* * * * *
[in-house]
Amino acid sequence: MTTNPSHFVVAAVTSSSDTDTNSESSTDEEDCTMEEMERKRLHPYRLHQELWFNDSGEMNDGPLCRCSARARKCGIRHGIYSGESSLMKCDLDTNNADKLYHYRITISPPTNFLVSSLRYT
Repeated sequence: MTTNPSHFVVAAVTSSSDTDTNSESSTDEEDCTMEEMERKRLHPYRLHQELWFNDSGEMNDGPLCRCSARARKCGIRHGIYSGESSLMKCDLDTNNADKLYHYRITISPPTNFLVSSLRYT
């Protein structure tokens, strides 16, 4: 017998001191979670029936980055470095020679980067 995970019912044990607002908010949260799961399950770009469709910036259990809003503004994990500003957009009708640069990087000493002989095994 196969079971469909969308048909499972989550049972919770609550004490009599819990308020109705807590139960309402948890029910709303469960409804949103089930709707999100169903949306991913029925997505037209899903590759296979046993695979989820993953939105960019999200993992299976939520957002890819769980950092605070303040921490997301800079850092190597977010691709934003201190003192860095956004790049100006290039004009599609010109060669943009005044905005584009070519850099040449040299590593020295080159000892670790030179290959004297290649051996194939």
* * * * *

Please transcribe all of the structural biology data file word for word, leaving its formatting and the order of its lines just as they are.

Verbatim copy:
[in-house]
Amino acid sequence: MTTNPSHFVVAAVTSSSDTDTNSESSTDEEDCTMEEMERKRLHPYRLHQELWFNDSGEMNDGPLCRCSARARKCGIRHGIYSGESSLMKCDLDTNNADKLYHYRITISPPTNFLVSSLRYT
Repeated sequence: MTTNPSHFVVAAVTSSSDTDTNSESSTDEEDCTMEEMERKRLHPYRLHQELWFNDSGEMNDGPLCRCSARARKCGIRHGIYSGESSLMKCDLDTNNADKLYHYRITISPPTNFLVSSLRYT
């Protein structure tokens, strides 16, 4: 017998001191979670029936980055470095020679980067 995970019912044990607002908010949260799961399950770009469709910036259990809003503004994990500003957009009708640069990087000493002989095994 196969079971469909969308048909499972989550049972919770609550004490009599819990308020109705807590139960309402948890029910709303469960409804949103089930709707999100169903949306991913029925997505037209899903590759296979046993695979989820993953939105960019999200993992299976939520957002890819769980950092605070303040921490997301800079850092190597977010691709934003201190003192860095956004790049100006290039004009599609010109060669943009005044905005584009070519850099040449040299590593020295080159000892670790030179290959004297290649051996194939």